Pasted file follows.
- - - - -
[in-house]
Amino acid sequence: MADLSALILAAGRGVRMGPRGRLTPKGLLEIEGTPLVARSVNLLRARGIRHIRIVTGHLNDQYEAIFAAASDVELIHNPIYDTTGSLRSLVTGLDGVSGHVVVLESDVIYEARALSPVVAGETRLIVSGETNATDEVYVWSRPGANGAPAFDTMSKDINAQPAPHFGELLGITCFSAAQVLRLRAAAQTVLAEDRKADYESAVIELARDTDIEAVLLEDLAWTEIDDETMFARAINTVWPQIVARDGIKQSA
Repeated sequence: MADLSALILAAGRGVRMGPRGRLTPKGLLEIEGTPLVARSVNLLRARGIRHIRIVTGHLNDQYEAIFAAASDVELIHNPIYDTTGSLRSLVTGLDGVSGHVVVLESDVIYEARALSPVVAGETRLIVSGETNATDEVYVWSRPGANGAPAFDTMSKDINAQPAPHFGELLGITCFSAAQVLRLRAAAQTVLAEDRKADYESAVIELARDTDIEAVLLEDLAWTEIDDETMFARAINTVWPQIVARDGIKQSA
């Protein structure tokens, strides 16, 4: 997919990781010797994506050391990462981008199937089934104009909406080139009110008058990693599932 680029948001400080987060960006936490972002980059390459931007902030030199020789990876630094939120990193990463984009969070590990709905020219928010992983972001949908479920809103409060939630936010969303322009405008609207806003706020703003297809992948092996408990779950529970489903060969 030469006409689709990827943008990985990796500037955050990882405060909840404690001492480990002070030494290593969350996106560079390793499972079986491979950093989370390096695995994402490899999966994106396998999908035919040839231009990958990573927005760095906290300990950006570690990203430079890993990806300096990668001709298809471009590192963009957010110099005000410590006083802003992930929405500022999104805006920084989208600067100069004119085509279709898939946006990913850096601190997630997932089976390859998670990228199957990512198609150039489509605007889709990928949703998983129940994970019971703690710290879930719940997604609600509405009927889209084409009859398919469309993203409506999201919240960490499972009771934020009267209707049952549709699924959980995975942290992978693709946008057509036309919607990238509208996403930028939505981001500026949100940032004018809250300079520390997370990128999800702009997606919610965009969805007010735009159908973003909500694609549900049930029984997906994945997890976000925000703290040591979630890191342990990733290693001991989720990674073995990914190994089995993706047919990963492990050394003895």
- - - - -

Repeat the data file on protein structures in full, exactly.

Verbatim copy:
[in-house]
Amino acid sequence: MADLSALILAAGRGVRMGPRGRLTPKGLLEIEGTPLVARSVNLLRARGIRHIRIVTGHLNDQYEAIFAAASDVELIHNPIYDTTGSLRSLVTGLDGVSGHVVVLESDVIYEARALSPVVAGETRLIVSGETNATDEVYVWSRPGANGAPAFDTMSKDINAQPAPHFGELLGITCFSAAQVLRLRAAAQTVLAEDRKADYESAVIELARDTDIEAVLLEDLAWTEIDDETMFARAINTVWPQIVARDGIKQSA
Repeated sequence: MADLSALILAAGRGVRMGPRGRLTPKGLLEIEGTPLVARSVNLLRARGIRHIRIVTGHLNDQYEAIFAAASDVELIHNPIYDTTGSLRSLVTGLDGVSGHVVVLESDVIYEARALSPVVAGETRLIVSGETNATDEVYVWSRPGANGAPAFDTMSKDINAQPAPHFGELLGITCFSAAQVLRLRAAAQTVLAEDRKADYESAVIELARDTDIEAVLLEDLAWTEIDDETMFARAINTVWPQIVARDGIKQSA
């Protein structure tokens, strides 16, 4: 997919990781010797994506050391990462981008199937089934104009909406080139009110008058990693599932 680029948001400080987060960006936490972002980059390459931007902030030199020789990876630094939120990193990463984009969070590990709905020219928010992983972001949908479920809103409060939630936010969303322009405008609207806003706020703003297809992948092996408990779950529970489903060969 030469006409689709990827943008990985990796500037955050990882405060909840404690001492480990002070030494290593969350996106560079390793499972079986491979950093989370390096695995994402490899999966994106396998999908035919040839231009990958990573927005760095906290300990950006570690990203430079890993990806300096990668001709298809471009590192963009957010110099005000410590006083802003992930929405500022999104805006920084989208600067100069004119085509279709898939946006990913850096601190997630997932089976390859998670990228199957990512198609150039489509605007889709990928949703998983129940994970019971703690710290879930719940997604609600509405009927889209084409009859398919469309993203409506999201919240960490499972009771934020009267209707049952549709699924959980995975942290992978693709946008057509036309919607990238509208996403930028939505981001500026949100940032004018809250300079520390997370990128999800702009997606919610965009969805007010735009159908973003909500694609549900049930029984997906994945997890976000925000703290040591979630890191342990990733290693001991989720990674073995990914190994089995993706047919990963492990050394003895």